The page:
It was not until Monday morning that the Indonesian government said it was open to international assistance in this disaster, in contrast with the Lombok earthquake in August. Scott Morrison had rung President Joko Widodo last Saturday night, asking what was needed. By Wednesday, Canberra had allocated $5 million, including 50 medical staff. Many other countries and charities also announced contributions.

As mass burials continued and hungry survivors pressed for supplies, Jakarta came in for criticism through graffiti on ruins. It emerged that a system of tsunami warning buoys, set up after the 2004 disaster that killed about 120,000 people in Aceh, had been inactive for the past six years due to lack of maintenance funds. This could have repercussions, with Indonesian elections in April.

Along with super-cyclones hitting the region, seismic catastrophes also suggest the need for better preparedness of equipment and supplies to deal with the aftermath. The annual rotation of United States marines in Darwin is routinely said to be practice with Australia for disaster relief, not containing China. It was not a popular move with Indonesia’s suspicious military when it started in 2012. Occasions such as this would be a chance to show it was meant to help, not interfere.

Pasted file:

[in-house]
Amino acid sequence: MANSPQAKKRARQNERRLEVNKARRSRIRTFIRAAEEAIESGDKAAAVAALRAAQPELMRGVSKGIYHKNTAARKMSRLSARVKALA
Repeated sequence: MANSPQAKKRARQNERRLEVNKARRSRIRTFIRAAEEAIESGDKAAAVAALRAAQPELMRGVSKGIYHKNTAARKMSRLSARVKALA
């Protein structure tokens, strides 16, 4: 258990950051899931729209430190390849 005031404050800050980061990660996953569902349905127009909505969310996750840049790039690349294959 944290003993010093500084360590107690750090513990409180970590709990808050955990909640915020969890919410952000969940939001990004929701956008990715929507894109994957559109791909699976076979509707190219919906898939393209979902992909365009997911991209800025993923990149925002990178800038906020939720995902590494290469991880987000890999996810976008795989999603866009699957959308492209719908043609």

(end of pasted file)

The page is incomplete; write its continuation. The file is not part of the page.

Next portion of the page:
Trump pumps up NAFTA reboot

The North American Free Trade Agreement is dead. Really. The United States–Mexico–Canada Agreement is not just the old model with a paint job and few new accessories. “It’s not NAFTA redone, it’s a brand-new deal,” Trump assured everyone on Monday.

It’s obviously another amazing achievement, up there with the denuclearisation deal with North Korea’s Kim Jong-un, who’s now saying he won’t give up his nukes until sanctions are lifted. We’ve been here before.